The Great Retirement is killing the Parental Sponsorship Programs…

by Legally Canadian

but informed clients find ways to prevail.

As businesses strain to come to terms with the effects of the Great Resignation, between now and 2030, there is another “Great One” coming – the Great Retirement, which refers to the roughly 75 million “Baby Boomers” who are slated to retire in that time period. The “Baby Boomers” (North Americans born between 1949 and 1964)  are coming up on retirement age, which means that as they leave the workforce and create job vacancies, they are also going to be putting additional pressure on health and social services. This is going to have both positive and negative effects on Canadian immigration. If, however, you are a permanent resident in Canada with hopes of sponsoring your parents to join you here, you may find this a difficult quest in the coming years. 

Canada is fortunate to be one of the top destinations for global talent. Young professionals from all over the world are interested in making this country their permanent home due to reasons such as safety and security, high standard of living, but also, a comprehensive and relatively friendly immigration system, which is designed to provide permanent pathways for people who can work and pay into our retirement system. Immigrants and Canada need each other, and for the most part, this partnership has worked very well. Unfortunately, the erstwhile promise of establishment in Canada with prospects of full family reunification is no longer valid. The clear message now is that your parents can come, but they cannot stay permanently, and they have to cover their own medical expenses. 

The parents and grandparents sponsorship program is not officially dead, but it is struggling to stand up on broken legs. When clients ask me to provide some guidance on how things work now, my only answer is, “we don’t know”. “It may reopen soon”, I usually say, “but we can’t tell you when or for how long”. For a time, the program worked as a lottery system – submit your application, and if you are lucky, you will be selected. “Luck” was estimated at about 10% chance, as roughly 100,000 applications would compete for 10,000 spots. Then, in 2019, IRCC introduced a “first come – first served” system, which opened at noon on January 18 and was going to remain open until the available 27,000 spots filled up. What this meant in practical terms is that the portal remained open for a total of 11 minutes. That is how long it took for the quota to fill, and the portal to close for the year. What we are left with now seems to be another type of lottery solution, but we don’t know. It changes forms as it tries to find itself, and as the Federal Government struggles to balance the needs of immigration applicants, with the demographic realities of Canada. The inevitable conclusion is do not count on it. Find alternatives.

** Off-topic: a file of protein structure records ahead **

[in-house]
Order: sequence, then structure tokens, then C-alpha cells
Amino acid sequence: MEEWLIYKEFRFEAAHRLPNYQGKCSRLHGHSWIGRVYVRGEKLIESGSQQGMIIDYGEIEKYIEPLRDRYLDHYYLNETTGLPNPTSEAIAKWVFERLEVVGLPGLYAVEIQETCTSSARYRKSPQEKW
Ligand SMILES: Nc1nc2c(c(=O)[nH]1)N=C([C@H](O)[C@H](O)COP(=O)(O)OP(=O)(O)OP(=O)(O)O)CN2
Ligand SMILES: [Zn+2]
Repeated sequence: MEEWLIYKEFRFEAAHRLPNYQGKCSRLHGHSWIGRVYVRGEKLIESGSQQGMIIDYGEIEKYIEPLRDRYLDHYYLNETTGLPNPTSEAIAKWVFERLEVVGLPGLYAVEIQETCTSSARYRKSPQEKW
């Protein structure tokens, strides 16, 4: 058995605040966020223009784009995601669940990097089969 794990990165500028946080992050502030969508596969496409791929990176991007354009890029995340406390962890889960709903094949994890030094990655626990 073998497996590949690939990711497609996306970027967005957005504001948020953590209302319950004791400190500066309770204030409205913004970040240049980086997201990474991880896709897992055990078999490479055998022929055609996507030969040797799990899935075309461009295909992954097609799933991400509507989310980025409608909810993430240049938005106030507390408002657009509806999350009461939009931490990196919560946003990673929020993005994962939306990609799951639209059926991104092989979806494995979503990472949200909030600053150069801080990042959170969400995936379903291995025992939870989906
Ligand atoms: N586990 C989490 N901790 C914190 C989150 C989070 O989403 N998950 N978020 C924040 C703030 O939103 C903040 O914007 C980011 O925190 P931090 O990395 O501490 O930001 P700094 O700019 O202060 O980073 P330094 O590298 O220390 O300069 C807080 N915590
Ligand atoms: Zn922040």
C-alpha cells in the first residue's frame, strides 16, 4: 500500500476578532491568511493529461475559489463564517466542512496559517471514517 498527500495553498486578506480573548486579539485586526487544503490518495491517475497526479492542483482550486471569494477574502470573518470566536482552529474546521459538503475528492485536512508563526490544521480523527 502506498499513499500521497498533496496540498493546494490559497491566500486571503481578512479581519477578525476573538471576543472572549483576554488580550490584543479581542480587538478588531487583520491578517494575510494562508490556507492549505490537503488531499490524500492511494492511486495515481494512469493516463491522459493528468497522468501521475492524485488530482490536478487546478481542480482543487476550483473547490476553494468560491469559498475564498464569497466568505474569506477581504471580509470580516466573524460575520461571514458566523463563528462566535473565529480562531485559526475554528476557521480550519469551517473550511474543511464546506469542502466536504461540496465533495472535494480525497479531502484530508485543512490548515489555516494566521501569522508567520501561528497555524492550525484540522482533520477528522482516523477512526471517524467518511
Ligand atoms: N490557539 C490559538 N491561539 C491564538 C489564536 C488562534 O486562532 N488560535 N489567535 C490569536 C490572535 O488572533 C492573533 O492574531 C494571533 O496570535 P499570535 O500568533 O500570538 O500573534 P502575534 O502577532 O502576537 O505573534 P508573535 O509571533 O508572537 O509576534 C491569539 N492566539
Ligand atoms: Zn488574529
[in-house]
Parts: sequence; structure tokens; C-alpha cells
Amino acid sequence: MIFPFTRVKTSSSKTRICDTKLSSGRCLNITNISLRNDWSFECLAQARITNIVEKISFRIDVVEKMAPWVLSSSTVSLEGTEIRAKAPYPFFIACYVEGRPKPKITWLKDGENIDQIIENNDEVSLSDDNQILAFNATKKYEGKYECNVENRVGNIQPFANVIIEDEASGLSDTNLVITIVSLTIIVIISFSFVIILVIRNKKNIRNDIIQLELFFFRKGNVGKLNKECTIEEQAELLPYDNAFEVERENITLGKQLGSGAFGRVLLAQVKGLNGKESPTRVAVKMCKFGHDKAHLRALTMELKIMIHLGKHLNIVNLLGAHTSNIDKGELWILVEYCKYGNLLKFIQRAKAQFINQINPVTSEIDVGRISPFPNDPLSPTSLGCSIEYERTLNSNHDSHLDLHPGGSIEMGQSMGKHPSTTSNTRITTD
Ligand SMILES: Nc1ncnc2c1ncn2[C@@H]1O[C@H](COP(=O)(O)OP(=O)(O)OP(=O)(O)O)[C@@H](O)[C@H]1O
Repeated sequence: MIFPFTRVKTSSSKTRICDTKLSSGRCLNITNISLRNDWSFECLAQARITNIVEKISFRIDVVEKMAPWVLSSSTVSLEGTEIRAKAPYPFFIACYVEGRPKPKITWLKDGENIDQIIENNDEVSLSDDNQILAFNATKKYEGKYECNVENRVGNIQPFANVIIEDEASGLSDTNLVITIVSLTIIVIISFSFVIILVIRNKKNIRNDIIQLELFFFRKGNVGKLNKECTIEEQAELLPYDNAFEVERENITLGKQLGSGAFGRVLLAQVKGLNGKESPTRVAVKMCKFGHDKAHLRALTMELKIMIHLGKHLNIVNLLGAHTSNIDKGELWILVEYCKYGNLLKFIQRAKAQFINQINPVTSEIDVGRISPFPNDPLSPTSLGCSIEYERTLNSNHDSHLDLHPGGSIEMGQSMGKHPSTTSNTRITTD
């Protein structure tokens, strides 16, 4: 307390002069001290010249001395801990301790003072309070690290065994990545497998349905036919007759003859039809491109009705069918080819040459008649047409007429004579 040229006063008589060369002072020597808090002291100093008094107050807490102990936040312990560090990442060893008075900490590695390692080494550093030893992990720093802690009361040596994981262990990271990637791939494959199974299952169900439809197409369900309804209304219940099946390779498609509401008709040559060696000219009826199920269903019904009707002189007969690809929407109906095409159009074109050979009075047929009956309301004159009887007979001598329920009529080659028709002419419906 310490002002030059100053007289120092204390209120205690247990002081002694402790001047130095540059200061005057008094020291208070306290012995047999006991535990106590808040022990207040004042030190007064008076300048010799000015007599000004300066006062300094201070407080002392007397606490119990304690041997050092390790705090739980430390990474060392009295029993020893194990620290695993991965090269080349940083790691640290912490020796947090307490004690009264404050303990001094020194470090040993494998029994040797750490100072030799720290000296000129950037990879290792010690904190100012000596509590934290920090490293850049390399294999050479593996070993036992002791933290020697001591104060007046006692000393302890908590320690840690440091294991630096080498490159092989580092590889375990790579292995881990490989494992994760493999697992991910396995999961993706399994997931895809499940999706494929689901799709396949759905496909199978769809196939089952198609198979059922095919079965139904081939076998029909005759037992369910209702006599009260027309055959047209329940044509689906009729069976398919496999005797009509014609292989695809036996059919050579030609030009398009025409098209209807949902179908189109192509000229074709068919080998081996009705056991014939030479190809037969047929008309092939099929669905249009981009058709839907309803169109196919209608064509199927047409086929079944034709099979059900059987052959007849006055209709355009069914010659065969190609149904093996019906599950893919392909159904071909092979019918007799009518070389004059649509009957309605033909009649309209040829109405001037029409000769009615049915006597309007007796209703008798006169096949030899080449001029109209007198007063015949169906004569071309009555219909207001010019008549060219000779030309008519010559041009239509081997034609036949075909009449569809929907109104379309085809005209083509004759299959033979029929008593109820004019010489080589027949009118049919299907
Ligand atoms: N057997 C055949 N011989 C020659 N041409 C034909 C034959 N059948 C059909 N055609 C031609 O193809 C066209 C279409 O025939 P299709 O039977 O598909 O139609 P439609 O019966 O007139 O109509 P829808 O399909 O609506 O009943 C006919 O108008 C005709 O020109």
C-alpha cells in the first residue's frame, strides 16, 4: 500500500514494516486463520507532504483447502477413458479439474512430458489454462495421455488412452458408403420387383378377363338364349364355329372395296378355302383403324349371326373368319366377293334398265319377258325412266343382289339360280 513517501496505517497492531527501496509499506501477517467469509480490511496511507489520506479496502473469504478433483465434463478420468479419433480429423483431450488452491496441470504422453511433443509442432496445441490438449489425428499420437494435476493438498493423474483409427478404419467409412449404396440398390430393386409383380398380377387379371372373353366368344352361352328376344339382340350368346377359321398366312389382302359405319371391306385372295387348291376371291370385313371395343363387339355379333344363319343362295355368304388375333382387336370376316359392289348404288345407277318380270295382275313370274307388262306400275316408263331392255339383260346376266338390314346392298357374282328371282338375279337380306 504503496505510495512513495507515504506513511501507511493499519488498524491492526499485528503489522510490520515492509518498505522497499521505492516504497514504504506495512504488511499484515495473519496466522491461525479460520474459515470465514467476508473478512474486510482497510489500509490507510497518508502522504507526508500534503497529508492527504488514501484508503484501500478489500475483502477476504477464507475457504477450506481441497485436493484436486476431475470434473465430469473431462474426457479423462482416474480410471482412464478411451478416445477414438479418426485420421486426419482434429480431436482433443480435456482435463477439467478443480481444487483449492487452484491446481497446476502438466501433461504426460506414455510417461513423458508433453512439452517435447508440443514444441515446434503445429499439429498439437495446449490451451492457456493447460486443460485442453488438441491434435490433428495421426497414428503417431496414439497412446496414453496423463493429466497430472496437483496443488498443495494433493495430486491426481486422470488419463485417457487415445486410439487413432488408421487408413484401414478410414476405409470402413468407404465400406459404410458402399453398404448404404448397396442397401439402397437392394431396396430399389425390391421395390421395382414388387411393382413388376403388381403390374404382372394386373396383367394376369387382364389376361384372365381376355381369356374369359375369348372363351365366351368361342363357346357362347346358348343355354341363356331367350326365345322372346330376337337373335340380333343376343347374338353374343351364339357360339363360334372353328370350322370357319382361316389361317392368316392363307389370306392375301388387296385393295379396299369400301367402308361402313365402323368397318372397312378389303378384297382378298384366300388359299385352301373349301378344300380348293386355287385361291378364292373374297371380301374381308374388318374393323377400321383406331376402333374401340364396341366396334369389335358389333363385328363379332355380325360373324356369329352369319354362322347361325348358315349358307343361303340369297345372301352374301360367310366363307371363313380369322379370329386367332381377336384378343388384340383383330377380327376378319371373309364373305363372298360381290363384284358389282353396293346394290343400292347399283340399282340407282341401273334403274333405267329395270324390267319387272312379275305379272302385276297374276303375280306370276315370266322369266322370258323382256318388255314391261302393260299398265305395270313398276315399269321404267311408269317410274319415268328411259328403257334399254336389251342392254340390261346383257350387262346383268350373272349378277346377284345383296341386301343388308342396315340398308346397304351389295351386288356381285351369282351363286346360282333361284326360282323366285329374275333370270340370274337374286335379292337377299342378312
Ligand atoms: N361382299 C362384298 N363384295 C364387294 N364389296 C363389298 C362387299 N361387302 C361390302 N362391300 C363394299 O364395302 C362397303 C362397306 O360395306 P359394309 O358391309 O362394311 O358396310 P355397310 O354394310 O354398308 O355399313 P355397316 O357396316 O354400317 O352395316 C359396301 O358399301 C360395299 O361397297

The first obvious alternative is the Super Visa.  For many people, it can be a really excellent workable solution. A Super Visa is relatively easy to get (if your parents can afford their own medical insurance with at least $100,000 of emergency coverage, and can guarantee that they will not be a burden on our social system. The super visa can allow your parents to stay for up to 5 years at a time, and provides multiple entries for 10 years. Parents and grandparents can, thus, travel freely and spend some extended quality time in Canada with family. Unfortunately, the super visa is by design a temporary solution, and relies on the fact that your senior folks will eventually depart Canada, and spend their golden years in their country of origin.

Another potential pathway is an application under Humanitarian and Compassionate grounds (H&C). This is an exceptional relief available to individuals who do not qualify through a regular immigration pathway but can demonstrate compelling circumstances that warrant humanitarian and compassionate relief. Broadly speaking, these factors include level of establishment in Canada, and hardship upon return to one’s country of origin. It is not an easy road to PR, but for some people, it may be the best option to achieve that goal. If your parent(s) are unable to return to their home country due to demonstrable hardship, and they have taken steps to integrate themselves into Canadian society, they could potentially explore this program. 

If your parents are not yet ready to retire, and have decent command of English or French, they could qualify for one of different economic pathways. The Express Entry system does cut off human capital points drastically for individuals 40 and older, but that is only one variable in the comprehensive calculation. Their education, professional experience, official language skills, all factor into the cumulative points, and age need not be a limiting factor. A qualifying offer of employment, especially in higher management positions, could potentially provide sufficient points to qualify for an invitation to apply for permanent residency. Entrepreneurs with investment funds can look into the different Provincial Nomination Programs, which could offer a pathway for those that may be interested in opening a business. 

Ultimately, throwing your number into the hat when the next round of parental sponsorship invitations opens is a free option, but if that does not work out, consider other possibilities. There are many different pathways to Canada, designed on both the federal and provincial level, some of which are more obvious than others. An experienced immigration lawyer can walk you through these options and demystify the process, helping you to ultimately be reunited with your family in Canada. 

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